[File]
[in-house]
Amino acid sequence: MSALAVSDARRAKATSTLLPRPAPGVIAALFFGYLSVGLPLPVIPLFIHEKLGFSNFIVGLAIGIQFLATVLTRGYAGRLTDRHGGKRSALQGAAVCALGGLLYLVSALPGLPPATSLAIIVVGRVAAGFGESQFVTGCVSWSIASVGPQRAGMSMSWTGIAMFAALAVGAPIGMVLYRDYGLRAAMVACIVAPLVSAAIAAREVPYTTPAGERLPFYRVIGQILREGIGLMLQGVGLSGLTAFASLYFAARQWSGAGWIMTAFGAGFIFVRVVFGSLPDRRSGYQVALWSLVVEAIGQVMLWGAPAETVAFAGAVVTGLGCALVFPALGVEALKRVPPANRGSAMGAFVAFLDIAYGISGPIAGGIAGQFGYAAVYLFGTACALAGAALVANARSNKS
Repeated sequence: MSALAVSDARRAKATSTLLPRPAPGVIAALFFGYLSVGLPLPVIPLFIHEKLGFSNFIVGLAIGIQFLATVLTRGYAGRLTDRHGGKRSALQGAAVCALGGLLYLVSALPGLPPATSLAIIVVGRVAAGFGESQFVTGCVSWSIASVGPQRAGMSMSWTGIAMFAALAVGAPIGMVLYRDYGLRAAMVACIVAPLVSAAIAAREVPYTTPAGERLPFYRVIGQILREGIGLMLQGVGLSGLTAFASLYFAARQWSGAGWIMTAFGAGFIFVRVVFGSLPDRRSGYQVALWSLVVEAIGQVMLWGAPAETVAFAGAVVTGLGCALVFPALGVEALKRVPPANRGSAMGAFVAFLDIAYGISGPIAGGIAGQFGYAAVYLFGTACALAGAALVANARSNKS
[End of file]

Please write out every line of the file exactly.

[in-house]
Amino acid sequence: MSALAVSDARRAKATSTLLPRPAPGVIAALFFGYLSVGLPLPVIPLFIHEKLGFSNFIVGLAIGIQFLATVLTRGYAGRLTDRHGGKRSALQGAAVCALGGLLYLVSALPGLPPATSLAIIVVGRVAAGFGESQFVTGCVSWSIASVGPQRAGMSMSWTGIAMFAALAVGAPIGMVLYRDYGLRAAMVACIVAPLVSAAIAAREVPYTTPAGERLPFYRVIGQILREGIGLMLQGVGLSGLTAFASLYFAARQWSGAGWIMTAFGAGFIFVRVVFGSLPDRRSGYQVALWSLVVEAIGQVMLWGAPAETVAFAGAVVTGLGCALVFPALGVEALKRVPPANRGSAMGAFVAFLDIAYGISGPIAGGIAGQFGYAAVYLFGTACALAGAALVANARSNKS
Repeated sequence: MSALAVSDARRAKATSTLLPRPAPGVIAALFFGYLSVGLPLPVIPLFIHEKLGFSNFIVGLAIGIQFLATVLTRGYAGRLTDRHGGKRSALQGAAVCALGGLLYLVSALPGLPPATSLAIIVVGRVAAGFGESQFVTGCVSWSIASVGPQRAGMSMSWTGIAMFAALAVGAPIGMVLYRDYGLRAAMVACIVAPLVSAAIAAREVPYTTPAGERLPFYRVIGQILREGIGLMLQGVGLSGLTAFASLYFAARQWSGAGWIMTAFGAGFIFVRVVFGSLPDRRSGYQVALWSLVVEAIGQVMLWGAPAETVAFAGAVVTGLGCALVFPALGVEALKRVPPANRGSAMGAFVAFLDIAYGISGPIAGGIAGQFGYAAVYLFGTACALAGAALVANARSNKS